Bogotá is in flames following the murder of 46-year-old Javier Ordóñez by police officers early on September 9, Colombian Human Rights Day. The incident was recorded by Ordóñez’s friends and shared widely on social media, leading to a strong backlash from the public. By the afternoon of September 9, people across Bogotá and other cities were on the streets protesting the latest instance of state violence and brutality.
In neighborhoods across the country, people marched to the local police posts and participated in cacerolazos, banging pots and pans and raising chants against the police and demanding justice. According to reports from the Human Rights Foundation PASOS, in several locations across the city, the National Police shot indiscriminately with firearms at protesters. They also reported that police attacked human rights defenders and tampered with their electronic devices.
Following the violent repression, over 20 police stations have been vandalized and/or set on fire and barricades have been erected to protect protesters from the police attacks.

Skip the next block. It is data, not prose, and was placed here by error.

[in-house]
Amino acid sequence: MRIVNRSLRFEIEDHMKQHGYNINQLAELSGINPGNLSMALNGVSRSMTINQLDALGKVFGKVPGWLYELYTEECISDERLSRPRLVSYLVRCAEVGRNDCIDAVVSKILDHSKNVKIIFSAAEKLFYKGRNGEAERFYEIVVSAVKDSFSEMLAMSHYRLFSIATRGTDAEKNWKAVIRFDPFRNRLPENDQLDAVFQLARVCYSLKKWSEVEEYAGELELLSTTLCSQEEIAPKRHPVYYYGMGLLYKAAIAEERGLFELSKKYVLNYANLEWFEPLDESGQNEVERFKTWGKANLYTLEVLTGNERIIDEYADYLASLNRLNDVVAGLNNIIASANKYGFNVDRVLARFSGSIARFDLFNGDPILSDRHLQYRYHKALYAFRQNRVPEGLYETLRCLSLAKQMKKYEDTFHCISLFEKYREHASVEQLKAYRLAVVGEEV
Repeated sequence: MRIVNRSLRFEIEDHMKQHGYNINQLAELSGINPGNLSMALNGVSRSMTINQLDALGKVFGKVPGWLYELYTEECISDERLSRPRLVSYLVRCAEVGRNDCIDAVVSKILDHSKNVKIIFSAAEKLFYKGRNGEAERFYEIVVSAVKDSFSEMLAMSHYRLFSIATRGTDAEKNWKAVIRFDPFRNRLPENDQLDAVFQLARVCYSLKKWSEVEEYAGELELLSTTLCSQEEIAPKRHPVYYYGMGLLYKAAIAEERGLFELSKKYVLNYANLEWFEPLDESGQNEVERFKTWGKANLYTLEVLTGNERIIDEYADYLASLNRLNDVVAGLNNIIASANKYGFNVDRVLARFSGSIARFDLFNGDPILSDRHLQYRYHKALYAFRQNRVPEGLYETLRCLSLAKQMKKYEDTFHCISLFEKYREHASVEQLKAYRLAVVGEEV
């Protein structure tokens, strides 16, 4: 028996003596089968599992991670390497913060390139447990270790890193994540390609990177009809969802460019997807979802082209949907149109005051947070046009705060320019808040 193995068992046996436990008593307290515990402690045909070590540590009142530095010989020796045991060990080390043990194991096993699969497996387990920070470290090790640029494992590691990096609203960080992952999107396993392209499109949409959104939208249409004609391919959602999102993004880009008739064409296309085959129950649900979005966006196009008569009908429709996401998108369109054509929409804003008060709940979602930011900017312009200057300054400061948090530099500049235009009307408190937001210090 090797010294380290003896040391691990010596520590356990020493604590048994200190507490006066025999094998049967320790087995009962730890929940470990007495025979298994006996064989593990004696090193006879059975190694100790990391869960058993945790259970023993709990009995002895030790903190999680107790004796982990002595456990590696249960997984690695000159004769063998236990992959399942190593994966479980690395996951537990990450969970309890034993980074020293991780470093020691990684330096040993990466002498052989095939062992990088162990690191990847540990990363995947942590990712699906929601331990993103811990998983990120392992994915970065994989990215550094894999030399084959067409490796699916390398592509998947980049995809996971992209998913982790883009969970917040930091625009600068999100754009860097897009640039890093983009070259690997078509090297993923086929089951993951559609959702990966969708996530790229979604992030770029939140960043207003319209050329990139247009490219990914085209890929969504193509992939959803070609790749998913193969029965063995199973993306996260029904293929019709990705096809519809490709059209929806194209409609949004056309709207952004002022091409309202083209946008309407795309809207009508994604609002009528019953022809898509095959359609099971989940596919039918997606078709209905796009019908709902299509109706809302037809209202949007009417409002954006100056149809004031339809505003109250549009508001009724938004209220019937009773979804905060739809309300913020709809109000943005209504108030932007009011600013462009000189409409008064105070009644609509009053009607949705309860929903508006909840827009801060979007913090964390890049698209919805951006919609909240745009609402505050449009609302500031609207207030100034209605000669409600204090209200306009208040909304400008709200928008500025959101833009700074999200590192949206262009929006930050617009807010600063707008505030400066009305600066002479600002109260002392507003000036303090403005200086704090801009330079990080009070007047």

According to PASOS and media organization Colombia Informa which has been reporting on the ground, the violent repression has already led to deaths and left many with serious injuries. In its latest report, PASOS stated that there could be at least three deaths but further confirmation is needed.
Several videos captured the murder of one person in the neighborhood of Usaquén who was shot in the head by police with a firearm. Other videos have shown the brutal, unprovoked beatings of protesters and bystanders. Emergency rooms have been flooded with dozens of civilians injured from beatings and gunshots.
Social movements and human rights organizations have demanded that the authorities take action to stop the police violence. Earlier in the day, the mayor of Bogotá, Claudia López, expressed regret at the murder of Ordóñez and vowed to support the family in their struggle for justice.
Furthermore, a district-wide human rights round table that was brought together on September 9 to address Ordóñez’s case decided that the case would not be handled by the Attorney General’s Office but by the Military Justice System. Organizations have condemned the decision citing the lack of guarantees of impartiality for victims and their families as those who make up the system are active or former members of Public Force, which means those investigated will be judged by police or members of the military.